Let's Play #4 - Chord Voicings - Modal Electronics Skip to content

Let’s Play #4 – Chord Voicings

Learn how to distribute the notes of a chord within one or across two hands
by Jerry Kovarsky

Introduction

Now that we’ve established a library of chord types (see both the Triad and Seventh Chord previous columns), let’s talk about various ways to play them. We call the way we distribute the notes of a chord within one or across two hands a chord voicing. 

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Using Inversions

In the last two columns I always showed you the chords with the root, or the name of the chord at the bottom of the stacked notes. This is called the root position of a chord, or chord voicing.

If we take that bottom note (C) and move it to the top of the “stack” we get the voicing shown below, called the first inversion triad.

Move the E up to the top of the voicing and we get what is called the 2nd inversion triad:

Listen to the sound of the root position major triad and its 2 inversions:

We can do the same thing with seventh chords: now there are three inversions, since we have four notes in the chord. Root position:

1st inversion:

2nd inversion:

3rd inversion:

Listen to the sound of the root position major seventh chord and its 3 inversions: 

Using different inversions of a chord will change the color of your sound/part, and you might choose one so the top note of your voicing supports/doubles a melodic line, or choose one so that the melodic line falls in the middle of your voicing, so you “surround” the part with a nice voicing.

Another reason I will choose different inversions (and areas across the keyboard) is so my part will start nice and low in range, giving it a warm, darker sound. Then as the song builds/progresses I’ll move up to higher inversions to build excitement.

But the most important reason to learn and use inversions is so you can move smoothly between different chords in a song. If you always used root position chords your part would jump around, and that is usually not desirable. As an example, here is a simple chord progression, not unlike so many (too many?) pop songs today:

If we play it using all root position chords, it comes out like this:

C
Am
Dm
F

Here is what it sounds like: 

It works, but it sounds jumpy, and none of the chords seem connected to each other. Now let’s see how using inversions can work better. The basic idea is to find the nearest note to move to from one chord to another, and if there are common tones between the chords then stay on that same note. This concept is called voice-leading.

If we start out with the same root position C triad, it shares two common notes with the Am (the C and the E), so we can just move up the G to an A, and we have the first inversion Am triad.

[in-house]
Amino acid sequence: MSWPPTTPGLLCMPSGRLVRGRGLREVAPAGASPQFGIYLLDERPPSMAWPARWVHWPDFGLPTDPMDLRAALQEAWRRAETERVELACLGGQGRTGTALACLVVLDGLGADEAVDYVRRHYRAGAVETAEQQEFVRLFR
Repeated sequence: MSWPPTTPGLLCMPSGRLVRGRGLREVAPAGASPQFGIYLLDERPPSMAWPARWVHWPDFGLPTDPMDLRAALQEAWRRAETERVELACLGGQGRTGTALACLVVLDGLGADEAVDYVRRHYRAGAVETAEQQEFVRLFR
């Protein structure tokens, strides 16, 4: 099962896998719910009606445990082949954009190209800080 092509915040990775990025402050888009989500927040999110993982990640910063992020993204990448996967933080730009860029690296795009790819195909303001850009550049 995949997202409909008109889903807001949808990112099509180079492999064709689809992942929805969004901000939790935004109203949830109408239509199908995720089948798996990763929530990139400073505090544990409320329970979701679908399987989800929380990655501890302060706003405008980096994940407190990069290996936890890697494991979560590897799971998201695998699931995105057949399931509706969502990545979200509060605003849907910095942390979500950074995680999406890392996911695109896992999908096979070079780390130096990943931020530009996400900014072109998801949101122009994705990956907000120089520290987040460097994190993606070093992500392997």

C
Am

From there, the A note is common between the Am and Dm chords, so by keeping that we find that the root position Dm chord works nicely. 

Dm

Then the F and A notes are common between the Dm and the F, so we move the D down to a C and use the 2nd inversion F triad. Nice and smooth!

F

Here is what it sounds like: 

If we start with the C triad using the 1st inversion, the next choices will be different, but using the same idea of looking for common notes between the chords we get this option:

C
Am
Dm
F

Here is what it sounds like: 

Finally, let’s look at how the voice-leading works if we start with a 2nd inversion C major triad.

C
Am
Dm
F

And this is what it sounds like:

Using Inversions / Voice Leading With 7th Chords

The same concepts apply as we add more notes to our chords. Here is a chord progression using 7th chords (and some fancier chords!) to show how it can work out.

And here are the voicing possibilities:

Cm7
F7
Abmaj7
G7#5
Gbadd2
Fm7b5
Bb7
Ebmadd2

Here is what it sounds like: 

Cm7
F7
Abmaj7
G7#5
Gbadd2
Fm7b5
Bb7
Ebmadd2

Here is what it sounds like: 

Cm7
F7
Abmaj7
G7#5
Gbadd2
Fm7b5
Bb7
Ebmadd2

Here is what it sounds like: 

Cm7
F7
Abmaj7
G7#5
Gbadd2
Fm7b5
Bb7
Ebmadd2

Here is what it sounds like: 

While there is no hard rule that you must always move to the closest adjacent notes, being able to play chords this smoothly is an important skill to work on. We’ll continue this concept in the next column. Happy practicing!

Jerry Kovarsky

Jerry Kovarsky is highly respected  in the music industry. For more than 30 years, he worked as brand manager, product manager, marketing director, product developer, and product demonstrator for Korg, Ensoniq, and Casio. An accomplished keyboardist, synthesist, and author of Keyboard for Dummies, Jerry passionately advocates for making music with keyboards. After studying at the University of Miami and graduating from William Peterson College with a BA in Jazz Studies, an opportunity to demonstrate early portable keyboards sidetracked his professional aspirations. More recently, Jerry writes about technology and keyboard musicianship for numerous outlets. He likes living at the intersection of technology and art and has returned to his musical roots, performing, recording, and teaching on the island of Maui, Hawaii.

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